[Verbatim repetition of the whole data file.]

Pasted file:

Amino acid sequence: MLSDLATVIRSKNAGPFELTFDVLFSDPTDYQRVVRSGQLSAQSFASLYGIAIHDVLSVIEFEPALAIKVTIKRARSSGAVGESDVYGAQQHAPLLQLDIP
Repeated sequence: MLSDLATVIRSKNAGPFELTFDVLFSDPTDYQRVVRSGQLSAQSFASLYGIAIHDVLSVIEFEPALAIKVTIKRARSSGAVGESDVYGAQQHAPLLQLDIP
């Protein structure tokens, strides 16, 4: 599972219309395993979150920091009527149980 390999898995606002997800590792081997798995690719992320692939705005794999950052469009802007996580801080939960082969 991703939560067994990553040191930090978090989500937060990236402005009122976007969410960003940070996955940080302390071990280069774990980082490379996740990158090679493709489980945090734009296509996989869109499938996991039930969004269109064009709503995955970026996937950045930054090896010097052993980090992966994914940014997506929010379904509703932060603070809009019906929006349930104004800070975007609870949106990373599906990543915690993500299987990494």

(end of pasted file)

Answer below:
Amino acid sequence: MLSDLATVIRSKNAGPFELTFDVLFSDPTDYQRVVRSGQLSAQSFASLYGIAIHDVLSVIEFEPALAIKVTIKRARSSGAVGESDVYGAQQHAPLLQLDIP
Repeated sequence: MLSDLATVIRSKNAGPFELTFDVLFSDPTDYQRVVRSGQLSAQSFASLYGIAIHDVLSVIEFEPALAIKVTIKRARSSGAVGESDVYGAQQHAPLLQLDIP
């Protein structure tokens, strides 16, 4: 599972219309395993979150920091009527149980 390999898995606002997800590792081997798995690719992320692939705005794999950052469009802007996580801080939960082969 991703939560067994990553040191930090978090989500937060990236402005009122976007969410960003940070996955940080302390071990280069774990980082490379996740990158090679493709489980945090734009296509996989869109499938996991039930969004269109064009709503995955970026996937950045930054090896010097052993980090992966994914940014997506929010379904509703932060603070809009019906929006349930104004800070975007609870949106990373599906990543915690993500299987990494």